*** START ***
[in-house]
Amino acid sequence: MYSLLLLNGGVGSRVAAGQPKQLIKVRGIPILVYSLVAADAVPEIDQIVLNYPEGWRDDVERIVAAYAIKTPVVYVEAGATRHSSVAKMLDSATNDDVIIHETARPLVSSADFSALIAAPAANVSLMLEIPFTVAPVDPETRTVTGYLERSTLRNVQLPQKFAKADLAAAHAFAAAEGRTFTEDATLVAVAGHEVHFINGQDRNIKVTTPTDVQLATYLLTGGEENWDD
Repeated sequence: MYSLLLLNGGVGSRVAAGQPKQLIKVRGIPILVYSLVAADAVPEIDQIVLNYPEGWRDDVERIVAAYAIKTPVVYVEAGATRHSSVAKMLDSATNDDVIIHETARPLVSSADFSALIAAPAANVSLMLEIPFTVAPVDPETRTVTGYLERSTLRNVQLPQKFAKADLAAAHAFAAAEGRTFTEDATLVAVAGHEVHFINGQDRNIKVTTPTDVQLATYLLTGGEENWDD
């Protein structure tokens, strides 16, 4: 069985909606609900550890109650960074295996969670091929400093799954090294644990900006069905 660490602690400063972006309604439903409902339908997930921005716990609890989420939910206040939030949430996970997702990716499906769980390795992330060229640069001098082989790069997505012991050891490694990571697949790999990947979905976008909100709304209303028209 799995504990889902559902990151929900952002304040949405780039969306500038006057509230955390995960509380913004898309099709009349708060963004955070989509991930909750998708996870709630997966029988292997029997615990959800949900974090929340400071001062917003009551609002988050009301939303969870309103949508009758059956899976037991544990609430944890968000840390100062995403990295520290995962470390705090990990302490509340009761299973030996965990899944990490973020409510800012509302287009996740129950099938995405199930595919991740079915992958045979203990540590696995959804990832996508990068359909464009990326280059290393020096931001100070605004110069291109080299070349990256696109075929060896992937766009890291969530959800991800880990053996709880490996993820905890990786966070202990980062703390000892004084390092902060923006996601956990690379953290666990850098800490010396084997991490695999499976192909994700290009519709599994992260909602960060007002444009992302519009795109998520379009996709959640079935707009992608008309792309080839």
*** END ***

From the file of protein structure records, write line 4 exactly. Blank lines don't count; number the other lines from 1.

């Protein structure tokens, strides 16, 4: 069985909606609900550890109650960074295996969670091929400093799954090294644990900006069905 660490602690400063972006309604439903409902339908997930921005716990609890989420939910206040939030949430996970997702990716499906769980390795992330060229640069001098082989790069997505012991050891490694990571697949790999990947979905976008909100709304209303028209 799995504990889902559902990151929900952002304040949405780039969306500038006057509230955390995960509380913004898309099709009349708060963004955070989509991930909750998708996870709630997966029988292997029997615990959800949900974090929340400071001062917003009551609002988050009301939303969870309103949508009758059956899976037991544990609430944890968000840390100062995403990295520290995962470390705090990990302490509340009761299973030996965990899944990490973020409510800012509302287009996740129950099938995405199930595919991740079915992958045979203990540590696995959804990832996508990068359909464009990326280059290393020096931001100070605004110069291109080299070349990256696109075929060896992937766009890291969530959800991800880990053996709880490996993820905890990786966070202990980062703390000892004084390092902060923006996601956990690379953290666990850098800490010396084997991490695999499976192909994700290009519709599994992260909602960060007002444009992302519009795109998520379009996709959640079935707009992608008309792309080839």